MEAUX, France — After winning Stage 2 of the Tour de France Femmes, the Dutch cyclist Marianne Vos pulled on the Tour leader’s yellow jersey for the first time and explained that no, actually, this special moment was not something that had always been a dream for her.
As a child, Vos had attended the Tour de France every summer and camped with her family along the course for the entire three weeks, shouting encouragement as the riders sped across flat roads, pedaled up curvy mountain passes and flew down steep slopes. That was where Vos, an Olympic gold medalist and winner of numerous world championships, fell in love with cycling. But the race was only for men, so it was never her goal to win it.
Over time, though, as she became one of the most accomplished women’s cyclists in history, it dawned on her: Why should men get all the media attention, fan adulation and money that only the Tour de France can bring?
This realization was partly how the Tour de France Femmes was revived this week after a 33-year absence. Vos was a major force in lobbying to bring back the women’s race, which was held once in 1955, then again from 1984 to 1989, before it disappeared again for a generation.
Not until Sunday, in the shadow of the Eiffel Tower and under a searing summer sun, did the women — 144 racers from 24 teams — get back on their bikes for a race associated with the Tour, the most prestigious race in cycling.
“Of course, you can say maybe it has taken too long, but yeah, but I’m just happy it’s here,” said Vos, who kept the yellow jersey on Tuesday after finishing second in Stage 3. It was her second runner-up finish in three days. “I think the time is right.”
For some cyclists and women’s rights advocates like Vos, the time has been right for at least a decade.
In 2013, Vos and three other cyclists — the American Kathryn Bertine, a women’s cycling advocate from Bronxville, N.Y.; the British former time-trial champion Emma Pooley; and the four-time Ironman champion Chrissie Wellington — were so sure it was the right time for a women’s Tour that they formed a group called Le Tour Entier (French for the Whole Tour) to rally public support for holding one.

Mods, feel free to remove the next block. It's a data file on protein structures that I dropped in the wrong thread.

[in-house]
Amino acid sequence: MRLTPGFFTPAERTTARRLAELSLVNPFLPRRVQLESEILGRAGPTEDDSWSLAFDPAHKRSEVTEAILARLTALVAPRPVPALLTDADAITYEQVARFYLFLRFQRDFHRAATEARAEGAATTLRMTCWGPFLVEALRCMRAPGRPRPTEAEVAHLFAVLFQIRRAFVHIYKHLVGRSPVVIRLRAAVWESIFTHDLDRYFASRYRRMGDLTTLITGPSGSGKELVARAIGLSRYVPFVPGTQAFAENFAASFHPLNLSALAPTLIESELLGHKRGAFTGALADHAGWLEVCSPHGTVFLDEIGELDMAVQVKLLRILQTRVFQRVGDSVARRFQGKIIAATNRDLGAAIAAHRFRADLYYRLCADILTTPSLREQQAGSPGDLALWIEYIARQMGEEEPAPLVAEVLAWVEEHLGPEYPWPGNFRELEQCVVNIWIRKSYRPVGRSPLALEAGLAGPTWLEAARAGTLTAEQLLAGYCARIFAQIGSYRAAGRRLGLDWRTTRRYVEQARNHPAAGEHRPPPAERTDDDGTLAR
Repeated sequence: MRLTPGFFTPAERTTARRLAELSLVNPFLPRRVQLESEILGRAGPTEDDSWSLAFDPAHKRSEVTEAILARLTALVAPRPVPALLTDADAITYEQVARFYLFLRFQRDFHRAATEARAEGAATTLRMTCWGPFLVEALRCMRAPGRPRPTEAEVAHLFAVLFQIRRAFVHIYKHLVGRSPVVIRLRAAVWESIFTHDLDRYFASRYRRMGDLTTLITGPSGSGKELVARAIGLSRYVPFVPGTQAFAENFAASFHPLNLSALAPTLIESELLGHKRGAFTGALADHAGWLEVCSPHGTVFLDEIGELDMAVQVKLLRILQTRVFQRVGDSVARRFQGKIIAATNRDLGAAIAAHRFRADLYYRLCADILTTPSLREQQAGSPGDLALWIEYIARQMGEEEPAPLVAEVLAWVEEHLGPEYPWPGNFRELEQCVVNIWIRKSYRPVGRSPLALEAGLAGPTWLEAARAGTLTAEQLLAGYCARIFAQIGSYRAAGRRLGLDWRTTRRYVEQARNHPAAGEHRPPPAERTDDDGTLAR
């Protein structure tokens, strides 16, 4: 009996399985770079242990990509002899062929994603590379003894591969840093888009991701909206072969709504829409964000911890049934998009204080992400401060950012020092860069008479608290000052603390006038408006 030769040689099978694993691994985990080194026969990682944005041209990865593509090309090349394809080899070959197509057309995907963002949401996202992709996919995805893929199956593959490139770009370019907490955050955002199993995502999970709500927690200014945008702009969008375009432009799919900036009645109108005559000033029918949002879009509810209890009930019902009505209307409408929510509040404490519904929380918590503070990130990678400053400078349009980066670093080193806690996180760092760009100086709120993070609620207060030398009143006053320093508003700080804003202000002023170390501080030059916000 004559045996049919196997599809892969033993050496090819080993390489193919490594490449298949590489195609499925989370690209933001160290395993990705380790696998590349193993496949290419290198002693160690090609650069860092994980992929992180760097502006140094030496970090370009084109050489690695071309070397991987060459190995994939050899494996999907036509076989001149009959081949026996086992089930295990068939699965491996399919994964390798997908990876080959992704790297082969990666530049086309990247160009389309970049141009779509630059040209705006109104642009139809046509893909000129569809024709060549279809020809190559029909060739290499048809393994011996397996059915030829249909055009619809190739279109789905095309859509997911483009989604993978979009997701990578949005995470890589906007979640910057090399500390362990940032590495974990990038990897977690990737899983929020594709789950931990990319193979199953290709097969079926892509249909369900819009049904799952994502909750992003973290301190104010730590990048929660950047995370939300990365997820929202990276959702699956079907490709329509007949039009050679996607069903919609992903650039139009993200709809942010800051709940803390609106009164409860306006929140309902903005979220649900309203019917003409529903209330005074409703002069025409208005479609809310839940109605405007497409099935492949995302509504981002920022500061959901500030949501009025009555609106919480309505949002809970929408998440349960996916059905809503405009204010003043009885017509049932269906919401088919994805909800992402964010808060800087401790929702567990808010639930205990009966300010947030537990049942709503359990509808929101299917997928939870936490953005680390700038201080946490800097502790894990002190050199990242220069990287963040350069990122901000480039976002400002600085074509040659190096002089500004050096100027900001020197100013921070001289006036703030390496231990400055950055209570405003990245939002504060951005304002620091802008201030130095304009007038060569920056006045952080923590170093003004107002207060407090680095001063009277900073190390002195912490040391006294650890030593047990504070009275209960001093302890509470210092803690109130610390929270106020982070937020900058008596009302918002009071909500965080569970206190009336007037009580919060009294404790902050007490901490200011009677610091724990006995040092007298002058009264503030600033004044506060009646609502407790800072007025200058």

Their efforts to convince the Amaury Sport Organisation, or A.S.O. — the company that runs the Tour — worked, but only to a point.
A.S.O. agreed to host a race in 2014 that was clearly not the Whole Tour, considering that the first edition of the race was about 2 percent as long as the men’s race. The event, called La Course by Le Tour de France, was a one-day circuit race held on the final day of the men’s Tour, in Paris. Vos won that day, then won again in 2019.
A.S.O. was supposed to add three to five race days to that one-day race until the women’s race reached parity with the 21-day men’s race, Bertine said in a telephone interview on Monday, but that never happened. La Course was replaced altogether this year by the eight-day Tour de France Femmes — longer than La Course but not nearly as long as the men’s Tour.
“I do believe that the social pressure put on A.S.O. was the reason they finally, after eight years, decided to finally augment the women’s race,” said Bertine, who made a documentary called “Half the Road” that discussed the gender inequities in cycling. “My biggest fear is that this race will stay eight days long for another eight years because it’s frightening to look at the A.S.O.’s track record on this. They are dinosaurs who resisted this for a long, long time.”
Bertine lamented that women’s cycling went backward not long after the women’s Tour was held in 1984.
Six women’s teams raced that Tour at the same time as the men, with the women starting 35 to 45 miles out front each day. They rode 18 of the 21 stages, including climbing the intimidating Alpe d’Huez, and all but one of the women finished. Marianne Martin of Boulder, Colo., became the first American — female or male — to win the Tour de France.
On Sunday in Paris, wearing a sleeveless yellow dress the same color as the Tour leader’s jersey, Martin, 64, was at the start of the Tour de France Femmes to cheer the women’s racers. She recalled riding past thousands of fans at the 1984 Tour, just hours before the men’s race came into the city, and feeling the thrill the men had experienced annually since the race began in 1903.
People shouting. Flags waving. Cowbells ringing. She had never seen anything like it. On Sunday, the atmosphere felt the same — and that was exhilarating, she said.